No real data on breakdown of patients who have Covid but are not in the hospital because of Covid. Recognition that because all patients are tested for Covid you have some percentage of patients listed as Covid patients who are non Covid symptomatic and that the hospitalization rate is somewhat driven by hospitals taking their normal patients with other medical issues.
Finally, heard several stories of how discharge planners are being pressured to put Covid as primary diagnosis — as that pays significantly better. Hospitals want to avoid the discussion but if they don’t they risk another shutdown. This may be an explanation for why there is a gap in hospital executives saying they have plenty of capacity and the increasing number of Covid hospitalizations. You open up your hospitals for normal medical care and you test everyone of those patients — the result is higher percentage of patients who have Covid — now.
Overall, based on what we are seeing at our facilities, the above information is really a positive story. You have more people testing positive with really minimal symptoms. This means that the fatality rate is less than commonly reported.
In the latest episode of the NOQ Report Podcast, we break down this statement. Some of the important takeaways for those who don’t want to listen to it are these:
- A large portion of the uptick in coronavirus cases can be attributed to more people going to the hospital for other reasons and discovering they are infected. With a majority of cases being young and otherwise healthy other than the ailment that brought them to the hospital, it behooves healthcare administrators to count everyone infected as being “coronavirus cases” even if that wasn’t their underlying medical issue.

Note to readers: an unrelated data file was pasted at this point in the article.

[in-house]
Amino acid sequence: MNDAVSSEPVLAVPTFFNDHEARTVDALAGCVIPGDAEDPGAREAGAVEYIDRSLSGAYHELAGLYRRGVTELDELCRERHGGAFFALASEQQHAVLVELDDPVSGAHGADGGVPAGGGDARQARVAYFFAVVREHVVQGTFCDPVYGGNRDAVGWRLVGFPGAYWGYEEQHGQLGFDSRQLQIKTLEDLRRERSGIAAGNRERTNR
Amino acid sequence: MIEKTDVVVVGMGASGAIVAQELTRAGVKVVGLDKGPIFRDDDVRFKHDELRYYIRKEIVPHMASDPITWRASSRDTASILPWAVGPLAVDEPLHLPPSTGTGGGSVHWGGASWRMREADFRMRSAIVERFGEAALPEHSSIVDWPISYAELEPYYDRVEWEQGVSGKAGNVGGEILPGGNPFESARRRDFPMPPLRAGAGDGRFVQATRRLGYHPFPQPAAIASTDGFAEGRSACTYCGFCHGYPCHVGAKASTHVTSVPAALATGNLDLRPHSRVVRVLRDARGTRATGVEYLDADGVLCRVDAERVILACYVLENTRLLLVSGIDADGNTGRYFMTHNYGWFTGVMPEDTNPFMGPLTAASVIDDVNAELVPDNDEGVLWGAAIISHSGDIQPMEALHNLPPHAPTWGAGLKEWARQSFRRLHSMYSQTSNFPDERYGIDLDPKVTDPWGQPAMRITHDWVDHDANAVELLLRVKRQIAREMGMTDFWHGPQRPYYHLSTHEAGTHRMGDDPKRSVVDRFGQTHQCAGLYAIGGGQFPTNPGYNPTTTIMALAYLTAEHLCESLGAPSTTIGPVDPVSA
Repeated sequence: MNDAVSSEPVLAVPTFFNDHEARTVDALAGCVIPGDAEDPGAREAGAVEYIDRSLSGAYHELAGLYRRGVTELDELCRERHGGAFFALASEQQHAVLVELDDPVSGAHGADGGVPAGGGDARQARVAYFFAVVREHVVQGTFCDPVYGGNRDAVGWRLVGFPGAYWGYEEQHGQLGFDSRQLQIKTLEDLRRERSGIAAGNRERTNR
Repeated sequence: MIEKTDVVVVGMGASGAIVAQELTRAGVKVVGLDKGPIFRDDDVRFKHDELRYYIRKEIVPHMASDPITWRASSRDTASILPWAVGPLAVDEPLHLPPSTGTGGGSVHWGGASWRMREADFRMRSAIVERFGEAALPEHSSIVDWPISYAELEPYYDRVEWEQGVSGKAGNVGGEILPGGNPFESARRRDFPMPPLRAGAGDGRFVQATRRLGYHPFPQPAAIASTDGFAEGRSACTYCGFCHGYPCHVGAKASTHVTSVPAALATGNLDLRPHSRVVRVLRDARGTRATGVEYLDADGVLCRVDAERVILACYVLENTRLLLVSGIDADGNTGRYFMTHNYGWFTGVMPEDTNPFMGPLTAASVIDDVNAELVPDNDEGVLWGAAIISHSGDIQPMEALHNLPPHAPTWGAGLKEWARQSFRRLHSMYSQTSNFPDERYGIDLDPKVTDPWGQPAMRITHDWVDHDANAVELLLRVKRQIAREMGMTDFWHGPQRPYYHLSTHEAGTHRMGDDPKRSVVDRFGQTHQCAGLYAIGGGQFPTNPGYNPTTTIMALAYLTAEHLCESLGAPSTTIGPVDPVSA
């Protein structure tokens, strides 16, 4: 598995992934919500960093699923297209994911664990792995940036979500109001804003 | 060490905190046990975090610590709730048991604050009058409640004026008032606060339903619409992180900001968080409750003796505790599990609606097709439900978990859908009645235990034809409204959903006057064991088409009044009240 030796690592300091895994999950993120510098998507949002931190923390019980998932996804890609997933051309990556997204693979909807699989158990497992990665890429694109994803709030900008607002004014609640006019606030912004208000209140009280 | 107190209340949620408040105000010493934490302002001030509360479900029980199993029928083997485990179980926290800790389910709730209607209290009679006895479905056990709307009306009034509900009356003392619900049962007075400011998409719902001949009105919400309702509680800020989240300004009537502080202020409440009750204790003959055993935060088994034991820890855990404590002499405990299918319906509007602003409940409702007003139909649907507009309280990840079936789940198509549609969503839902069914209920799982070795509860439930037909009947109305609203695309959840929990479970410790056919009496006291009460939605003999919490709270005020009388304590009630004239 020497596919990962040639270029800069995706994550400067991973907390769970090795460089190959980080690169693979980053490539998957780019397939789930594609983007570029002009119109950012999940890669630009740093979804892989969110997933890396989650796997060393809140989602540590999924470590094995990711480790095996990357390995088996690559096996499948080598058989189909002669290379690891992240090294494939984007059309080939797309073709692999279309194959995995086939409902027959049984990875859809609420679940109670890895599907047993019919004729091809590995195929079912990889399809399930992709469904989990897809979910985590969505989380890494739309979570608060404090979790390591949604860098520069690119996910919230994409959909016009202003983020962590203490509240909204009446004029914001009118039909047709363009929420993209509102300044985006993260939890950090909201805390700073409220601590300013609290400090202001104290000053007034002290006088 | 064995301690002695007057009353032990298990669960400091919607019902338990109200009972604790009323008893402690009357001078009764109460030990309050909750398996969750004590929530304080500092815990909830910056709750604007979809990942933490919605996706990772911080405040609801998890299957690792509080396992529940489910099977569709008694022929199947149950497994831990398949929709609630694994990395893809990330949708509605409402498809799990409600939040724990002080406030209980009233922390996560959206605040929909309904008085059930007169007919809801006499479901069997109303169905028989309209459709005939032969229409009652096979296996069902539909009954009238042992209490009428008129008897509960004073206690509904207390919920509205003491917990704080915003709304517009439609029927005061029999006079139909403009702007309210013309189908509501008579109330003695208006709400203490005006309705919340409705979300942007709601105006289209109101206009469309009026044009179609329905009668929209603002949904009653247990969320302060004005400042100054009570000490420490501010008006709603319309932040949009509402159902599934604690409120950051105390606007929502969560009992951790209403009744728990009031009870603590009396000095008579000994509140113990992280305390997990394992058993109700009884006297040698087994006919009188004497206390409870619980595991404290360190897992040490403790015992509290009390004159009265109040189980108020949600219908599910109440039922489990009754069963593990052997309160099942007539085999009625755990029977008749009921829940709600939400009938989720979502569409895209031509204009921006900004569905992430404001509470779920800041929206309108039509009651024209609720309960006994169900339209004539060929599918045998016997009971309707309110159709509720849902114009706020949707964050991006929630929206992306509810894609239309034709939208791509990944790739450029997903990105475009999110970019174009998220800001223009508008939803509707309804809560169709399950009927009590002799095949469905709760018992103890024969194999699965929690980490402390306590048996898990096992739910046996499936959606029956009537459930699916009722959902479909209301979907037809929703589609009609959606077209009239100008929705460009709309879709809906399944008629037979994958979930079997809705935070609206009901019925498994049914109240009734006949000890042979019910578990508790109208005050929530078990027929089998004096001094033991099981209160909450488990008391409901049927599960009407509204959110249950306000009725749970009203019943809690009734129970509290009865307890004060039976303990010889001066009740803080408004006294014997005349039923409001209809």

- Treatments are working much faster than in the past when the majority of cases were unhealthy or elderly people. Thus, death rates are much, much lower than before and are likely very much lower than what is being reported.
- With such little coverage of the low fatality rates, it’s no wonder there are so many politicians able to push for further lockdowns. If the fatality rates were known, it would be nearly impossible to destroy the economy with the coronavirus.
We will continue to pursue information on Neiman and others willing to speak out and tell the truth. We chose to respect journalistic privacy and not reach out to Berenson for details about his source. Besides, considering the risk his source is taking, it’s highly unlikely Berenson would have shared information other than what has been posted publicly.
Coronavirus is big business for many in the healthcare and political industries. This bombshell report makes perfect sense from that perspective, explaining why such accounts are suppressed by mainstream media. There’s so much they’re not telling us.
Check out the NEW NOQ Report Podcast.